Delray Beach will not give Highland Beach a price break on the town’s fire-rescue contract.
During Tuesday’s workshop meeting, city commissioners supported Chief Keith Tomey’s breakdown of the agreement. They also agreed that, as usual in June, he should send Highland Beach an estimate of the cost for next year. In December, as usual, Delray Beach will “true up” the numbers and determine the actual cost.
Highland Beach commissioners believe that the town is paying too much. They hired a consultant to advise on options. Tomey disputed the consultant’s findings.
Among other things, Tomey disagreed that Delray Beach could find $1 million in savings. He stated that the consultant “grossly underestimated” the cost of Highland Beach starting its own department, which would include two vehicles for the town of roughly 4,000 residents.
In addition, Tomey said the Delray Beach contract allows Highland Beach to punch far above its demographic weight. The deal provides the town with investigative services, a mutual aid compact and a public information officer, all of which the town would not have otherwise. Highland Beach also has access to vehicles designed to fight fires in the town’s many high-rises.
Mayor Shelly Petrolia again called Highland Beach’s criticism “shortsighted.” She added that Delray Beach is “not making money” on the contract, which creates “a lot of hassle” for the city. Commissioners Ryan Boylston and Adam Frankel agreed.
The contract runs through 2026. Either side can leave early with three years notice. Highland Beach has scheduled further discussion for Tuesday’s meeting.
Delray water plant
Delray Beach needs a new water plant.
After all the city’s recent problems, that statement might not come as a surprise. But Utilities Director Hassan Hajidmiry made it official at Tuesday’s workshop meeting.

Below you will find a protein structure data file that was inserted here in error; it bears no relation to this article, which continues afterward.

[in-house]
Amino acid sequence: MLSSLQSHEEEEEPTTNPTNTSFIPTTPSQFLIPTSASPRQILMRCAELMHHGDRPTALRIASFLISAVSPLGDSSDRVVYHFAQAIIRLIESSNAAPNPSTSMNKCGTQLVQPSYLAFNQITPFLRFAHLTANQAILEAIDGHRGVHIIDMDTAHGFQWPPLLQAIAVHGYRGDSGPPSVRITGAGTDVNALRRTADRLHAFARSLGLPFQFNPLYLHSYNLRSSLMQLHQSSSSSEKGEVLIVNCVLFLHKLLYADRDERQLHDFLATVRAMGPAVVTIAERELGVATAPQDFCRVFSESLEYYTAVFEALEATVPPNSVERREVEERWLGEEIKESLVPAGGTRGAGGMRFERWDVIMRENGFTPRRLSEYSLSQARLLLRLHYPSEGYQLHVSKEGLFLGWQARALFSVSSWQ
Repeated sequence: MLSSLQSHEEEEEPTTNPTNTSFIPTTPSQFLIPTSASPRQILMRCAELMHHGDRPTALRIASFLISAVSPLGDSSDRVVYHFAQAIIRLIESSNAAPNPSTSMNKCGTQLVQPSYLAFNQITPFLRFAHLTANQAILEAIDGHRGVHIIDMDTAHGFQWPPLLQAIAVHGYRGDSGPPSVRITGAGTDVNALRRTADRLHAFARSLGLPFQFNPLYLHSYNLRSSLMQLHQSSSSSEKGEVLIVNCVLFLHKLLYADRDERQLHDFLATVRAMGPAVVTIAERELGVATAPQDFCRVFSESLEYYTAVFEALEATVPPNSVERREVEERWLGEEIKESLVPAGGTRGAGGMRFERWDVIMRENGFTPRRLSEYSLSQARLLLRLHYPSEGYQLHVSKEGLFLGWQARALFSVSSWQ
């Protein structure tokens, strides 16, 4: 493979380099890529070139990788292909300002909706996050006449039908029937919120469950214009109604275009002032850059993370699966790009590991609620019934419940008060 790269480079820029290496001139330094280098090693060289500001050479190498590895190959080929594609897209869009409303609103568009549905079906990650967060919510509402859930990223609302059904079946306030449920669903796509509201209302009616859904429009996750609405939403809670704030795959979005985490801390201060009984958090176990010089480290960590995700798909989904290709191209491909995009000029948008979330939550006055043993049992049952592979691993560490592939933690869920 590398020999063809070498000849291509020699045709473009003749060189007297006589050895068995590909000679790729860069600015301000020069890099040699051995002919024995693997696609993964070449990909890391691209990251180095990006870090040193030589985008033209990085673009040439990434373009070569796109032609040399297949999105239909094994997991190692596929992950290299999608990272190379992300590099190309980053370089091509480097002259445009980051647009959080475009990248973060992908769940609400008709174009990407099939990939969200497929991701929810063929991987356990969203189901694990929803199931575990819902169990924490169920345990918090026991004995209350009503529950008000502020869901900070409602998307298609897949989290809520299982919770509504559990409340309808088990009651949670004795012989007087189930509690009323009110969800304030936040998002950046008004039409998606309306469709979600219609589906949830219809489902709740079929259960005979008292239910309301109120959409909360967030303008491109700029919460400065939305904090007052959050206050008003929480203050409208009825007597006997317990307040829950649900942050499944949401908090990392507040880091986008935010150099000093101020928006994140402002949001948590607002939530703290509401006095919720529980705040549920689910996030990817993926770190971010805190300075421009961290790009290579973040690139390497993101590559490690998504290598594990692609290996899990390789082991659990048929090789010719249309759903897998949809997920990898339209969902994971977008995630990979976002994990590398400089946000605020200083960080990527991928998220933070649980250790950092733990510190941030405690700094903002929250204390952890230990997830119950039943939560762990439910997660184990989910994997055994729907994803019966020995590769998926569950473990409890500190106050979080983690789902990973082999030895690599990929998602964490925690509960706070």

To all of Delray Beach’s other infrastructure needs, add roughly $60 million. That’s what Hajidmiry estimated to be the “sweet spot” for a plant that can supply the city’s needs. Delray Beach has almost 70,000 residents. The current plant was built in 1952, when the population was roughly 6,500.
How will the city pay for it? Interim City Manager Jennifer Alvarez listed four potential sources: higher rates, bonds, public-private partnerships and grants.
Utilities departments are enterprise funds, meaning that they are self-supporting and don’t rely on taxes. As with the general fund, Delray Beach has a utility reserve. But Alvarez said it isn’t large enough to finance the plant, though it might pay for a portion.
So the city will conduct a study of water rates and ask a consultant to update its 2019 report on water use projections. Meanwhile, Delray Beach waits to hear what state officials decide about the draft report proposing that the city be fined $3 million for failing to protect the safety of its drinking water.
Gas station denied
Last week, the Delray Beach City Commission denied the request for a 20-pump RaceTrac gas station on the southwest corner of Congress and Atlantic avenues.
The developer’s attorney contended that the project would bring needed investment to the area. Boylston countered that investment already is coming, citing the Aura Delray residential project on the intersection’s northwest corner. The nearby expansion of the county’s PalmTran service, Boylston said, also will bring jobs.